Chef Brian cooking for a crowd

Volunteering has always been part of my life. And it has been a wonderful training ground. Churches – perhaps any form of employment – is a somewhat closed system. As a leader, you can be friendly, but you can’t really be friends with members. A degree of professional distance is required in order to protect necessary boundaries.

I have learned a great deal through volunteer activities, starting with what makes a good experience for the people who step up. Recruiting, training and managing volunteers are skills I have learned by observation. I know what kind of leadership works well for me, and I have worked in a full range of situations, some excellent, some poorly managed. Lasting for 22 years in a volunteer managed

The congregation I served is independent, meaning that while part of a larger denomination, the highest authority is the congregational meeting and below that the work of the Board of Trustees. In other words I have spent my career working for volunteer-run bodies. A record of 22 years in one church suggests some mastery over working with volunteers.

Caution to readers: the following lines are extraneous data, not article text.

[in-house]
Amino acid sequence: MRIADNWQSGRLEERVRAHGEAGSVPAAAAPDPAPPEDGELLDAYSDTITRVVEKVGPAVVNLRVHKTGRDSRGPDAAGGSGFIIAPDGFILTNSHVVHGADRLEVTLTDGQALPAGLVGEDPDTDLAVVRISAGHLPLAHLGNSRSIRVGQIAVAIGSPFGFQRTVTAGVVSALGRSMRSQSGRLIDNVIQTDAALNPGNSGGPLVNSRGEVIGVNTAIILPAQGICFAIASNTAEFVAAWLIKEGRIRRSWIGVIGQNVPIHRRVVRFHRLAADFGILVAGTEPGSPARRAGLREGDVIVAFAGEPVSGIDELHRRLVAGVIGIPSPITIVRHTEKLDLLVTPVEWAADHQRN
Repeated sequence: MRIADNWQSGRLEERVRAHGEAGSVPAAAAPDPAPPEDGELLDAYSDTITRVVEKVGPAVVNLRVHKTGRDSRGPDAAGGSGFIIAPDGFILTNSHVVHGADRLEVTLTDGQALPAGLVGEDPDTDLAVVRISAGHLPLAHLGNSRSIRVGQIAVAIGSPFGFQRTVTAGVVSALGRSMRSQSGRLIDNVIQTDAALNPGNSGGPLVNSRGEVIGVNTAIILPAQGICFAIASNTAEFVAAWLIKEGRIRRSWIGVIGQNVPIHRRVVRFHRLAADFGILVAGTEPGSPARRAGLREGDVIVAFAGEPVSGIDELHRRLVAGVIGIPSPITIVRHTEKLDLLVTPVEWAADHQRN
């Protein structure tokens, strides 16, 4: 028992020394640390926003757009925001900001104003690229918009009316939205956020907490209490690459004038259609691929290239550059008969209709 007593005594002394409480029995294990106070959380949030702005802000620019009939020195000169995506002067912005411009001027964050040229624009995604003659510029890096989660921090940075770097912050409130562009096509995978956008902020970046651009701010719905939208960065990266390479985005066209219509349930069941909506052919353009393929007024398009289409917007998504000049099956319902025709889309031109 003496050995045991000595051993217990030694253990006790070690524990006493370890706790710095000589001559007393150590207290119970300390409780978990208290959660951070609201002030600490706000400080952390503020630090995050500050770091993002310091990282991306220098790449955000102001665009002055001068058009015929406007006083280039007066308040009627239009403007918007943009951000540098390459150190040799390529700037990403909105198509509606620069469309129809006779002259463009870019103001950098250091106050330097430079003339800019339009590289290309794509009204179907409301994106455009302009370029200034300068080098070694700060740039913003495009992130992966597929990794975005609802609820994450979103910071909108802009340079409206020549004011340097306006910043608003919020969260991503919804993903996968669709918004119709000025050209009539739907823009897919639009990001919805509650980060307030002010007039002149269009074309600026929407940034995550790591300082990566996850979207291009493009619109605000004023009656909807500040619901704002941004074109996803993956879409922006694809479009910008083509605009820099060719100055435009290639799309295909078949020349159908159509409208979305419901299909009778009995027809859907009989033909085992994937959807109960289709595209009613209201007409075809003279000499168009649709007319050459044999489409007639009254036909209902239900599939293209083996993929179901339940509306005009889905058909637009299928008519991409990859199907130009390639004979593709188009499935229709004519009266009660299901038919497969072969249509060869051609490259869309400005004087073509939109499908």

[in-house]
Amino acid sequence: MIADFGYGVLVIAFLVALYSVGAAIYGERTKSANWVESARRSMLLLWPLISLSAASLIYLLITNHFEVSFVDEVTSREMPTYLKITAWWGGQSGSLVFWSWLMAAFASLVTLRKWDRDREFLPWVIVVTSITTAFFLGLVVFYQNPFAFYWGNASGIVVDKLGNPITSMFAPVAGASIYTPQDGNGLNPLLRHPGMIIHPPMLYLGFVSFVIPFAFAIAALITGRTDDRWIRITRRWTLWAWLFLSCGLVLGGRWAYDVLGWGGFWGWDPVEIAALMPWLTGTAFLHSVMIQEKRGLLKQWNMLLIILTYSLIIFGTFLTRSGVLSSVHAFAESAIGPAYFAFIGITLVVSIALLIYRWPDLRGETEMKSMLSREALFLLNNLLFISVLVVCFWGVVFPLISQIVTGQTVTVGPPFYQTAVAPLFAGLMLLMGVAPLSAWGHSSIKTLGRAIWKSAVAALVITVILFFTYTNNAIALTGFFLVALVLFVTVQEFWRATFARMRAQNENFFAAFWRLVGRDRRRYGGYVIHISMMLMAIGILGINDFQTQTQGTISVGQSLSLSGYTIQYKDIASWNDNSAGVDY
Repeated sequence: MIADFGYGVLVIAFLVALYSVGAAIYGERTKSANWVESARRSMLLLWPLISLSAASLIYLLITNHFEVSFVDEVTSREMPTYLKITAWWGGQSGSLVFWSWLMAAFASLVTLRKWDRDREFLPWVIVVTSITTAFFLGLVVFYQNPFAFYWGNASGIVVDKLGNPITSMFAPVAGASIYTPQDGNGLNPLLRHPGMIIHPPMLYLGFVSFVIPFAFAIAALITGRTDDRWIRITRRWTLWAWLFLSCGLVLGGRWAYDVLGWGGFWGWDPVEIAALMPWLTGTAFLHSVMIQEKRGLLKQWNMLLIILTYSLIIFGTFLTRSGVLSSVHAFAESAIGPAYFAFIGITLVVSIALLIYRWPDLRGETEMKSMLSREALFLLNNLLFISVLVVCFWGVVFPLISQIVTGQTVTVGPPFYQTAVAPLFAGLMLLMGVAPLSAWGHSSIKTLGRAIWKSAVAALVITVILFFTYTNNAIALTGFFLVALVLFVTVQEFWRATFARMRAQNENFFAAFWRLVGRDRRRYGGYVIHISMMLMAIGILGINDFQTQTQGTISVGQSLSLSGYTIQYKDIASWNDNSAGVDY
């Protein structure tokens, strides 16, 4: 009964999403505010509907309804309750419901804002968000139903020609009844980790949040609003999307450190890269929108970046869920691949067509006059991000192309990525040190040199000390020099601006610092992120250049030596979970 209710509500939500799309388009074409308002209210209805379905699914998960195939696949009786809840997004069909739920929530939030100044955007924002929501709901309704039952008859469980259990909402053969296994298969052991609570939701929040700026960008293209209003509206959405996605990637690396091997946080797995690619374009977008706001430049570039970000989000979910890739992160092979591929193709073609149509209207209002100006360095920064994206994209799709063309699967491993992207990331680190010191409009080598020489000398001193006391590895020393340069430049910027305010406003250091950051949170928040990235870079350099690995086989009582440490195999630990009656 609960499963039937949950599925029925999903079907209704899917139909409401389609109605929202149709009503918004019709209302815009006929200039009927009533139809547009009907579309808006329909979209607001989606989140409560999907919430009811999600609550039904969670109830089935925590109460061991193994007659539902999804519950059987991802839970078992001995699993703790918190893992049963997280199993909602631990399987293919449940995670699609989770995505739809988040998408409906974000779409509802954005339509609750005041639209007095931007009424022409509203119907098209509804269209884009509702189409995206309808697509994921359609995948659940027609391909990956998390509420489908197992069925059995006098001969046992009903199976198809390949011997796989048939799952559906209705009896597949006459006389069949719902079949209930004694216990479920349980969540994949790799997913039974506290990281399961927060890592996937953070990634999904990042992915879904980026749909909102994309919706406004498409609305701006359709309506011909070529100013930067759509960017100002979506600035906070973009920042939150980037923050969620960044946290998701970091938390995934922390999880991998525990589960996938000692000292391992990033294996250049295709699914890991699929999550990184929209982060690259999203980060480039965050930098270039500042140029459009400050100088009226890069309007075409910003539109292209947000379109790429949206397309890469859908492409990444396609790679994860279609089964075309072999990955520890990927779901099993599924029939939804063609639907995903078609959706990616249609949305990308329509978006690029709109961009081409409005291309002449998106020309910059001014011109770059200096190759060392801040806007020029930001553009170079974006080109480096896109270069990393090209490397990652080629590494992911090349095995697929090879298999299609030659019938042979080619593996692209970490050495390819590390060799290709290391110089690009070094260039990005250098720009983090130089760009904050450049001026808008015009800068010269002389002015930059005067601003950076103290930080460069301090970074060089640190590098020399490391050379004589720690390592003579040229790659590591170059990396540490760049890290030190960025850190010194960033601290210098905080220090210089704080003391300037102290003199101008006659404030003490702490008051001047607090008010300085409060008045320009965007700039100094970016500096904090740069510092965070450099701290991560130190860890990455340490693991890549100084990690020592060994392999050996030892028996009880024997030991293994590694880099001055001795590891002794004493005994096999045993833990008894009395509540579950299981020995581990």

A detailed list of major volunteer commitments can be found in the About me page.

In addition to those major commitments I have enjoyed working as:

Grey Cup Festival Volunteer, 2018 and 2014

Edmonton Food Bank occasional distribution volunteer, 2014-2019

Theatrical Stage Manager and technician, Various companies and productions, 1973-1982.

School volunteer (isn’t everyone?) 2009-2018

Election volunteer, various parties, 1980-88. (Became necessary to stop overt political work when I became a volunteer.

Performing a wedding in the Edmonton Pride Parade

Edmonton Pride Parade group leader, 2000 present, marching with combined Unitarian congregations.